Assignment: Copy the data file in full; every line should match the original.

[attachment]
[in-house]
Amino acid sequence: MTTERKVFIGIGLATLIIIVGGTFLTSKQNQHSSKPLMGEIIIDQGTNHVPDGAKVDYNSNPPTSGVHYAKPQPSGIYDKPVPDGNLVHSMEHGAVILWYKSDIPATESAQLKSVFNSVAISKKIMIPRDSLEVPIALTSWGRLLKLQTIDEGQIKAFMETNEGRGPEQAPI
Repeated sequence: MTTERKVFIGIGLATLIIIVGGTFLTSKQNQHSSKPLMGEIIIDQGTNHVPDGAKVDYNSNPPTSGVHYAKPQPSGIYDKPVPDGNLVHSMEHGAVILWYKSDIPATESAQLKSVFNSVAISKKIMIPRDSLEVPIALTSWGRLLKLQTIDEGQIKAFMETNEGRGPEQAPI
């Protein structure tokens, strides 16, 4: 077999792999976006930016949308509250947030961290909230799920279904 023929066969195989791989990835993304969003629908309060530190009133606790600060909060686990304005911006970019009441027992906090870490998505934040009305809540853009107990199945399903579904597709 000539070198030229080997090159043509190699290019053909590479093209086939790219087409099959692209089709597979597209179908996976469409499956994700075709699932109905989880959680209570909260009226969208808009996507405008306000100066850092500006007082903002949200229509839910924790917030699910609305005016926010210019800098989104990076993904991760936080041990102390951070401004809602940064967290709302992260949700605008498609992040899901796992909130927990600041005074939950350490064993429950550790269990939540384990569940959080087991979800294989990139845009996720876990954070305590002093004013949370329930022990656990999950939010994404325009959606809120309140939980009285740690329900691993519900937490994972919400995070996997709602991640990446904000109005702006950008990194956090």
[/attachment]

[in-house]
Amino acid sequence: MTTERKVFIGIGLATLIIIVGGTFLTSKQNQHSSKPLMGEIIIDQGTNHVPDGAKVDYNSNPPTSGVHYAKPQPSGIYDKPVPDGNLVHSMEHGAVILWYKSDIPATESAQLKSVFNSVAISKKIMIPRDSLEVPIALTSWGRLLKLQTIDEGQIKAFMETNEGRGPEQAPI
Repeated sequence: MTTERKVFIGIGLATLIIIVGGTFLTSKQNQHSSKPLMGEIIIDQGTNHVPDGAKVDYNSNPPTSGVHYAKPQPSGIYDKPVPDGNLVHSMEHGAVILWYKSDIPATESAQLKSVFNSVAISKKIMIPRDSLEVPIALTSWGRLLKLQTIDEGQIKAFMETNEGRGPEQAPI
């Protein structure tokens, strides 16, 4: 077999792999976006930016949308509250947030961290909230799920279904 023929066969195989791989990835993304969003629908309060530190009133606790600060909060686990304005911006970019009441027992906090870490998505934040009305809540853009107990199945399903579904597709 000539070198030229080997090159043509190699290019053909590479093209086939790219087409099959692209089709597979597209179908996976469409499956994700075709699932109905989880959680209570909260009226969208808009996507405008306000100066850092500006007082903002949200229509839910924790917030699910609305005016926010210019800098989104990076993904991760936080041990102390951070401004809602940064967290709302992260949700605008498609992040899901796992909130927990600041005074939950350490064993429950550790269990939540384990569940959080087991979800294989990139845009996720876990954070305590002093004013949370329930022990656990999950939010994404325009959606809120309140939980009285740690329900691993519900937490994972919400995070996997709602991640990446904000109005702006950008990194956090």